Creative facilitation

cfFacilitation is one of those odd skills, or activities, where it is very hard to define, but you tend to know when it is being done well, or indeed badly.

Viv McWaters and Johnnie Moore are two people who can definitely be described as great facilitators, and they have collected together their combined thinking and experience on the topic into a free e-book, Creative Facilitation.

Here’s a quick synopsis of each section of the book, from their website:

Part One: Why Facilitation?

We explore the impact of facilitation and facilitators on groups, the qualities that make for good facilitators and some of the underlying philosophy that underpins our approach.

Part Two: Workshop Basics

The foundations of facilitating workshops.

Part Three: Beyond the Basics

…is about providing an understanding of how to engage people and use different approaches.

Part Four: Creative Facilitation

…explores some of the knowledge and understanding that helps facilitators step into complex, and sometimes difficult, situations.

Part Five: Resources

…provides suggestions for developing your own “toolkit” with what you learn from experience as well as useful links, resources and other information.

To get Creative Facilitation for free, you just have to sign up to their email newsletter. It’s a great resource, and given that the emails tend to be very useful as well, it’s a bit of a win-win.

Community facilitators

From Rich Millington:

A moderator keeps things normal. A moderator removes the extremes from the community. Moderating isn’t as hard as moderators would have you believe. You can typically find community members to do it.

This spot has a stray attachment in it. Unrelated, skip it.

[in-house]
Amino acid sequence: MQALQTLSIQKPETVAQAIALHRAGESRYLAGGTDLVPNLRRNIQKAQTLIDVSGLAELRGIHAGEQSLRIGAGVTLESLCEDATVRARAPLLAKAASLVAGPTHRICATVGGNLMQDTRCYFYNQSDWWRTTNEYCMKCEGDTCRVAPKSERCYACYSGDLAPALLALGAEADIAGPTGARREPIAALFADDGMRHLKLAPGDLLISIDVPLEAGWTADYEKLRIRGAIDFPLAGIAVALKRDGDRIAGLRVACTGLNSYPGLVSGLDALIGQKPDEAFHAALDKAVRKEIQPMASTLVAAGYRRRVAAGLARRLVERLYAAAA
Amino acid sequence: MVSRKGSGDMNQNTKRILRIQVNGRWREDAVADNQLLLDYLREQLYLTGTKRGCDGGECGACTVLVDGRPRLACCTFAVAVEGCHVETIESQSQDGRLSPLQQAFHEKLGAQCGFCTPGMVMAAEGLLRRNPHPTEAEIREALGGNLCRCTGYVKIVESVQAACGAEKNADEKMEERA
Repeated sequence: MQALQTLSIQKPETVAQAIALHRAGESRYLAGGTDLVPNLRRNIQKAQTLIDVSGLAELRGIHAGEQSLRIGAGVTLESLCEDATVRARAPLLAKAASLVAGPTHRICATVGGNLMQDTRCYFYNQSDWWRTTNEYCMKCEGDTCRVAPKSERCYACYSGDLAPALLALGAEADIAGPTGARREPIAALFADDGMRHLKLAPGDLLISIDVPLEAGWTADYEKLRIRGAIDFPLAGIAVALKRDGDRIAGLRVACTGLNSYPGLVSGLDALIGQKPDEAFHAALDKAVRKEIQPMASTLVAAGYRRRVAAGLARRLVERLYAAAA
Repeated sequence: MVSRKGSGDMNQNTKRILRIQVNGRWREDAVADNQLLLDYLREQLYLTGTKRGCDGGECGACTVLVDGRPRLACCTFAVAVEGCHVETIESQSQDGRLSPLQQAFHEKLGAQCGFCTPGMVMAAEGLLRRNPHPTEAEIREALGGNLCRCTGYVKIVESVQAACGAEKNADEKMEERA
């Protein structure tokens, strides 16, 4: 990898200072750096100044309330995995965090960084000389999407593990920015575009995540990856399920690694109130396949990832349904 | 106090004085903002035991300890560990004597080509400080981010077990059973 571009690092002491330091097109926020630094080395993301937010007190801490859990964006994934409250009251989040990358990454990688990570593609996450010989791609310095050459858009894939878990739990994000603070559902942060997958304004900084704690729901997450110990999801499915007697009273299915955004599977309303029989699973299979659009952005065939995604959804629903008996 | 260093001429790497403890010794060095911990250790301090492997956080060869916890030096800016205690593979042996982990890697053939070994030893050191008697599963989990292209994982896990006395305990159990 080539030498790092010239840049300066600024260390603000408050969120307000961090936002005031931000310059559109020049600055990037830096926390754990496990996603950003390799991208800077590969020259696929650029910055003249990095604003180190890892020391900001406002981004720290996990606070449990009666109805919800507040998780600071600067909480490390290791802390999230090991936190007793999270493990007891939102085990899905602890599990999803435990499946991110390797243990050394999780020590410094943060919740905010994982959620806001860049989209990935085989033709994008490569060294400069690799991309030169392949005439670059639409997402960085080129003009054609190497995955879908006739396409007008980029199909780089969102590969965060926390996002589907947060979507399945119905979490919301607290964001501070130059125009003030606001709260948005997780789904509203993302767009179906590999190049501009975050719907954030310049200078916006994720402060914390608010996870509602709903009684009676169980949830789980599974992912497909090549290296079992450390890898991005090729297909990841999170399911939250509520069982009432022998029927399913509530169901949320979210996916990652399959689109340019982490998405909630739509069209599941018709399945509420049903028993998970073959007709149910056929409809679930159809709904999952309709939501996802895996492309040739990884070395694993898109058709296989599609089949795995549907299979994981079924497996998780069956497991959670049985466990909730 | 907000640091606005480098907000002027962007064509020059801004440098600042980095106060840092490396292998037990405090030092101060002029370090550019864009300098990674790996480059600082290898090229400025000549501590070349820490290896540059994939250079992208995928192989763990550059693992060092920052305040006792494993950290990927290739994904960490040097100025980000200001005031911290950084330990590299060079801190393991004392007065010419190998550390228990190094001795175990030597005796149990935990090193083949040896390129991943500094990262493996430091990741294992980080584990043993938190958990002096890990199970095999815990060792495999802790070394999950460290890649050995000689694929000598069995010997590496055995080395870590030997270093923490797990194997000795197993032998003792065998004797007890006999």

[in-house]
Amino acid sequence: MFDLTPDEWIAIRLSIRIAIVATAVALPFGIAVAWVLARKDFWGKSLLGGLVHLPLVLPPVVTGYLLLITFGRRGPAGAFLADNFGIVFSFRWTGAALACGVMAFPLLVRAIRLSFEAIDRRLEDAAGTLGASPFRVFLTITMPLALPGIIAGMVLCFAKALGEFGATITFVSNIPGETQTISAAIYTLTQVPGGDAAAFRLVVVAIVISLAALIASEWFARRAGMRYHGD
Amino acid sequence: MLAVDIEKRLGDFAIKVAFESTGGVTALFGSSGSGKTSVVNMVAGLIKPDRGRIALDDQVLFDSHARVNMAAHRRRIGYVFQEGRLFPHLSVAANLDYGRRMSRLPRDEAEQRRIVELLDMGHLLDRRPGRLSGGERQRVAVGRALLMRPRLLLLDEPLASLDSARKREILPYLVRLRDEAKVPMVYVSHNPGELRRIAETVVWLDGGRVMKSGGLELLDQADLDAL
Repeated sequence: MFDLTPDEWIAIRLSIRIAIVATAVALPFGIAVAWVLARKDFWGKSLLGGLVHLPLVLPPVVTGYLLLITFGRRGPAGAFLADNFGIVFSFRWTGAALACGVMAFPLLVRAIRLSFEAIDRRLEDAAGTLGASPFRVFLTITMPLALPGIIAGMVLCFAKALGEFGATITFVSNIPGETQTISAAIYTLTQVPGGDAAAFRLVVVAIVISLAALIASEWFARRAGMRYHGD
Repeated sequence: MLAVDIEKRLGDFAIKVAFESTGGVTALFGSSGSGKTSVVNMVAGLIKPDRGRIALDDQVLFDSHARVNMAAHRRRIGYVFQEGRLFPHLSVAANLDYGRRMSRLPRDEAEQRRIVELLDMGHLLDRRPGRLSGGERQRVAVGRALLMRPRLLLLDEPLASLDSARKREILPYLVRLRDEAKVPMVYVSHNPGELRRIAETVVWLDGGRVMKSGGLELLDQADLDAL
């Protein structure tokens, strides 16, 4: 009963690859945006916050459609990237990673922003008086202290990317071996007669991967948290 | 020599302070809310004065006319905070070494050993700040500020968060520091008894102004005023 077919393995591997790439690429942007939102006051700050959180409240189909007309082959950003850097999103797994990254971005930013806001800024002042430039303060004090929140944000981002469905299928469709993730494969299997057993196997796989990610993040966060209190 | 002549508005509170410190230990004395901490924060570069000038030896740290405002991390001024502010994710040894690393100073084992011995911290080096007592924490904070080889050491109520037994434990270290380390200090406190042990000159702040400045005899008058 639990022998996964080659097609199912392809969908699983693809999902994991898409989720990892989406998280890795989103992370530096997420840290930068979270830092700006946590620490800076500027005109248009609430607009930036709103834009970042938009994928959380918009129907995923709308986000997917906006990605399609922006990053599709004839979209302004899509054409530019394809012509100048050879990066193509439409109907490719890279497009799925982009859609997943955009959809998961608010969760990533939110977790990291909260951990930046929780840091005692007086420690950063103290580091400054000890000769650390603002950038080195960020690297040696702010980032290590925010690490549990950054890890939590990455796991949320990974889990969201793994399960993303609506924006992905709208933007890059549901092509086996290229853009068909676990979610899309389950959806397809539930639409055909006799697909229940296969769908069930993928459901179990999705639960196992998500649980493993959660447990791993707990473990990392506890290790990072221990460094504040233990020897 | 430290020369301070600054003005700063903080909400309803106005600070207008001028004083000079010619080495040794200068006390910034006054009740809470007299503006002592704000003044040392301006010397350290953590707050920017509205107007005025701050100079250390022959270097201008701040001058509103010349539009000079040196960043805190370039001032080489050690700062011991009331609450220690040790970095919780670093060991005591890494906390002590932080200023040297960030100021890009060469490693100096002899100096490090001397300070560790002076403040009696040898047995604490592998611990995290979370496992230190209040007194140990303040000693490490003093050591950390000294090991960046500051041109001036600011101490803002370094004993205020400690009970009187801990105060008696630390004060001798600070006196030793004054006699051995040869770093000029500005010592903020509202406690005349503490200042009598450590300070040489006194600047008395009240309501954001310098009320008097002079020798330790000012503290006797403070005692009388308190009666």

A facilitator makes it easier for the community to communicate. A facilitator takes the community through a process, and does it well. A facilitator points out common objectives. A facilitator draws out opinions from less-vocal members. A facilitator helps the community tackle any stumbling blocks.

I think you should be a facilitator.

(I love Rich’s blog, by the way. It’s a recent find for me, but his short, pithy, confident posts containing an idea and very little flannel just work for me. Wish I could write this way…)

The importance of community management

One of the great arguments in favour of employing social web tools is the fact that they are pretty quick, and usually cheap, to put together. However, that’s not taking into account the other costs, one of which is managing the community created by such sites.

This entails a number of things: welcoming new people, seeding some discussions, encouraging people to get involved. At the bare minimum it should consist of moderating content, getting rid of the rude, the crude and the jibberish. You simply have to allow for time to do this. Otherwise you end up with problems like those that Jamie Oliver, everyone’s favourite fat-tongued foodie, seems to be having.

Does this sort of thing actually present anyone in a good light?!

The need for community managers

Marshall Kirkpatrick, at ReadWriteWeb wrote a piece that caused a certain amount of flurry yesterday, asking whether startups need community managers:

A community manager can do many things (see below) but the most succinct definition of the role that we can offer is this. A community manager is someone who communicates with a company’s users/customers, development team and executives and other stake holders in order to clarify and amplify the work of all parties. They probably provide customer service, highlight best use-cases of a product, make first contact in some potential business partnerships and increase the public visibility of the company they work for.

He’s writing about tech startup companies here, but I do believe that many of the points Marshall makes are equally applicable to online projects started by government or any other organisation. This certainly chimes with a comment Steph made on this blog talking about the success of the recent online consultation exercise undertaken by DIUS:

I’d underline that the value of a Community Manager to bridge the gap between officials and stakeholders or those discussing these issues online has been enormous for us. As government starts to engage in new ways, I hope we start to see more Community Managers embedded in policy teams combining the skills of strategic comms, digital literacy, training/coaching, and stakeholder engagement. I think that’s how we’ll really change government communication online.